So, waiting on the phone to try to talk to somebody to get a refill or to get an appointment scheduled, you don't need to do that, if you have MyChart. You can log on, you can schedule appointments, you can ask for medication refills. You can edit your own information, and most importantly, you can communicate with your care team. So you can send in a message to your doctor, to your provider to ask a question, to answer some questions to, you know, discuss lab work, things like that. So it really is a very modern way to communicate where you don't have to wait on the phone.
Scott Webb: Yeah, modern. I think that that's the appropriate word. Wondering,Elbridge. You know, do patients have to create their own account? Do they automatically get one? Is there a cost involved? Maybe you can handle some of the nuts and bolts here.
Elbridge Locklear, MBA, CHCIO, CDH-E: When a patient is actually seen by a provider, at that particular time, they get a code, they get signed up, they have the ability to use MyChart when they walk out the door. So from that point, they go in fully activate their account. They have the ability to see that current visit and any other visit that they had before if they decided not to previously use MyChart.
There is no cost involved. You would just simply need a mobile device. Or if you don't have a mobile device, you can go to, say a laptop or maybe any computer that you might have.
Justin Catlett, MD: One of the things that I encourage listeners to do is go to summahealth.org/mychart. You know, that's a place where you can sign up, but there's also a ton of information about all of the features that we have in MyChart. So, I, I listed some of those a minute ago, but, uh, it doesn't even scratch the surface of all the things that we have.
But that's the way to get more information at SummaHealth.Org/MyChart and you can sign up there, you can see all the different features that we have, including features about proxy. So for my example, I have three children, 17, 14, and 10.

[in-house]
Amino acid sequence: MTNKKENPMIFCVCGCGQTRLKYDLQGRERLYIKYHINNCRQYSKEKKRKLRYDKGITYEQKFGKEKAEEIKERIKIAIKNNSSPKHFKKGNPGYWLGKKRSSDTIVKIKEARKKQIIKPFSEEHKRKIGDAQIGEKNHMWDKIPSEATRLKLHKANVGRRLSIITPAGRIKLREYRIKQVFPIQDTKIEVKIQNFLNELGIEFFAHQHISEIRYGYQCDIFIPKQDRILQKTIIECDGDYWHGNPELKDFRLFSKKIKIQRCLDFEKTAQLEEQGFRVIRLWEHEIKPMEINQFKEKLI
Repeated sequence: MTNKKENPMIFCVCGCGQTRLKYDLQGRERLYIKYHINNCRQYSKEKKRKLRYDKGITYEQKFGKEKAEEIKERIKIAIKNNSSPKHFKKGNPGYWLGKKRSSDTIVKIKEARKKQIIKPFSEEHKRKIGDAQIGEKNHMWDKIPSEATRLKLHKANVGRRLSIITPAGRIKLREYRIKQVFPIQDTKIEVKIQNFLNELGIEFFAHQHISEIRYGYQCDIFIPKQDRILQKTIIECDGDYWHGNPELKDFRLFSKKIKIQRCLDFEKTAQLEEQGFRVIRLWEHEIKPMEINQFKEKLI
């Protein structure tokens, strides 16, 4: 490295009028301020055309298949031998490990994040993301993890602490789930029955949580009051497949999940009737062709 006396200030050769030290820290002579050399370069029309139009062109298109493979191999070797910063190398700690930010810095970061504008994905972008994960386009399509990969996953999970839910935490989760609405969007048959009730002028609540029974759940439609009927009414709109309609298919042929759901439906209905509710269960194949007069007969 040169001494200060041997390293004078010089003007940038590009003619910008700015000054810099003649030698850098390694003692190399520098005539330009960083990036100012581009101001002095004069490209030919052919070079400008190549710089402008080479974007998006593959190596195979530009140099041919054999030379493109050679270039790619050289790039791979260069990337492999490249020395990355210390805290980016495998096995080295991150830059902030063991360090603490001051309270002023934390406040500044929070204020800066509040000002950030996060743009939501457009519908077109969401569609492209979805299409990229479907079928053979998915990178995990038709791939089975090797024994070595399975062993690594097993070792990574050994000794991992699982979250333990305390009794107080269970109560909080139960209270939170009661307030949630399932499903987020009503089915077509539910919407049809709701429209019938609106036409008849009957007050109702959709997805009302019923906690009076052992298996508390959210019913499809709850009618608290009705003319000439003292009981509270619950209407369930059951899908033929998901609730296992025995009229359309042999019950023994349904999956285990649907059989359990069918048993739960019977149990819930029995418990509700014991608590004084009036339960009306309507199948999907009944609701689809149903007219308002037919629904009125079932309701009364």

And, they're not going to deal with their own MyChart. They're, they're too busy on TikTok.
Scott Webb: And snapchat. Yeah.
Justin Catlett, MD: Yeah, Snapchat. And of course we don't want to have to share passwords, so I want them to have, especially my teenage children, they should have their own privacy.
But I can log into my MyChart and because I've been set up as a proxy for my children, I get a set of data that they get to determine, so I can see for my 14 year old son, I get to see his appointments. I can help him schedule appointments, I can communicate with his doctor on his behalf. For my 17 year old son who's a little bit more independent, he's got some of those features that I can't do because he can handle themselves. So we're both protecting privacy, but also allowing family members to help care for their loved ones.
Elbridge Locklear, MBA, CHCIO, CDH-E: One great benefit about MyChart that I'm proud to tell this group, or at least announce here in looking at our measures since we went live; we have some of the best response time on messaging from providers to patients when using MyChart in the nation. It's approximately a half a day, and if you are on MyChart, you leave the doctor, you decide 10 hours later, oh, I had this question about medication. It could be about anything that's important to your provider. And our average turnaround times is about a half a day, and that's some of the best times in the nation.
Justin Catlett, MD: Another unique thing that we have this quickly after GoLive. We're, you know, six months out from our GoLive, and we already have more than 63% of our patient population signed up for MyChart. If you look around the country, that is in the top 10% of other Epic clients, and we're only about 10% away from being the top 1%.
So our community craves this sort of feature in their healthcare systems. And one of the other features is in Ohio and especially northeast Ohio, we have a lot of other organizations that are Epic, they use Epic as their EHR and Epic very easily talks to other Epic, meaning that we're able to, on behalf of the patient, exchange data with other hospital systems. If they happen to get in a, you know, accident or get sick while they're up in Cleveland, they might go to a different organization. Chances are that information's going to be very easily retrievable by their primary care doctor down in Akron.
Scott Webb: Well, no surprise, as I said, early on, you know, I'm never surprised to hear that Summa Health is leading the way in on all fronts at so many different levels. But especially today, learning about how you're using MyChart and how epic, Epic is. All good stuff. Thank you both. You both stay well.
Justin Catlett, MD: Thank you very much.
Elbridge Locklear, MBA, CHCIO, CDH-E: Thank you.
Scott Webb: And to activate your MyChart account, go to summahealth.org/mychart. And if you found this podcast to be helpful and informative, please share it on your social channels and be sure to check out the full podcast library for additional topics of interest. This is Healthy Vitals, a podcast from Summa Health. I'm Scott Webb. Stay well, and we'll talk again next time.